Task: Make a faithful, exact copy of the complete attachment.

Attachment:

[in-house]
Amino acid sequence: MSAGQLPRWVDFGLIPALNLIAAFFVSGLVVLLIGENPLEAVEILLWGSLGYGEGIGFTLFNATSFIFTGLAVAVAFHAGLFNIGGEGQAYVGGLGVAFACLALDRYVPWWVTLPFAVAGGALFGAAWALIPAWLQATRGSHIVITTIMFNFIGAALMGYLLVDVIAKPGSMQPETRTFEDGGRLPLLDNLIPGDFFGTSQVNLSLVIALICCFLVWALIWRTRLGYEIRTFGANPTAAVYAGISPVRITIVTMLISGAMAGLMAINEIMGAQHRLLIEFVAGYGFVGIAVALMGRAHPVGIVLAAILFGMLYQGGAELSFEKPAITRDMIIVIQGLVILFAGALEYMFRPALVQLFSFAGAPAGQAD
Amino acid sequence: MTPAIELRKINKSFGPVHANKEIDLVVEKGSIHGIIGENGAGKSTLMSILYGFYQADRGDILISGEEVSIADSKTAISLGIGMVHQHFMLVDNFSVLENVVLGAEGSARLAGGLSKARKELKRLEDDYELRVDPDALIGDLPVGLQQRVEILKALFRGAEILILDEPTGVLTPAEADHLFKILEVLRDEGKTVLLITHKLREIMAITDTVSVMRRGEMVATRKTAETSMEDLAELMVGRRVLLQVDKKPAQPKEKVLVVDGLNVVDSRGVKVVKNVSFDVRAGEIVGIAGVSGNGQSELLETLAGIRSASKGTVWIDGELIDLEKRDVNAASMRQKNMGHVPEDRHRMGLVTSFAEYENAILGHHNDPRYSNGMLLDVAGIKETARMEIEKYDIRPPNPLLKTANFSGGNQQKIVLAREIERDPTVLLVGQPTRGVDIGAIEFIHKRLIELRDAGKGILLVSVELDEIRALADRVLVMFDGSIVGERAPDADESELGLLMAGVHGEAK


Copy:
[in-house]
Amino acid sequence: MSAGQLPRWVDFGLIPALNLIAAFFVSGLVVLLIGENPLEAVEILLWGSLGYGEGIGFTLFNATSFIFTGLAVAVAFHAGLFNIGGEGQAYVGGLGVAFACLALDRYVPWWVTLPFAVAGGALFGAAWALIPAWLQATRGSHIVITTIMFNFIGAALMGYLLVDVIAKPGSMQPETRTFEDGGRLPLLDNLIPGDFFGTSQVNLSLVIALICCFLVWALIWRTRLGYEIRTFGANPTAAVYAGISPVRITIVTMLISGAMAGLMAINEIMGAQHRLLIEFVAGYGFVGIAVALMGRAHPVGIVLAAILFGMLYQGGAELSFEKPAITRDMIIVIQGLVILFAGALEYMFRPALVQLFSFAGAPAGQAD
Amino acid sequence: MTPAIELRKINKSFGPVHANKEIDLVVEKGSIHGIIGENGAGKSTLMSILYGFYQADRGDILISGEEVSIADSKTAISLGIGMVHQHFMLVDNFSVLENVVLGAEGSARLAGGLSKARKELKRLEDDYELRVDPDALIGDLPVGLQQRVEILKALFRGAEILILDEPTGVLTPAEADHLFKILEVLRDEGKTVLLITHKLREIMAITDTVSVMRRGEMVATRKTAETSMEDLAELMVGRRVLLQVDKKPAQPKEKVLVVDGLNVVDSRGVKVVKNVSFDVRAGEIVGIAGVSGNGQSELLETLAGIRSASKGTVWIDGELIDLEKRDVNAASMRQKNMGHVPEDRHRMGLVTSFAEYENAILGHHNDPRYSNGMLLDVAGIKETARMEIEKYDIRPPNPLLKTANFSGGNQQKIVLAREIERDPTVLLVGQPTRGVDIGAIEFIHKRLIELRDAGKGILLVSVELDEIRALADRVLVMFDGSIVGERAPDADESELGLLMAGVHGEAK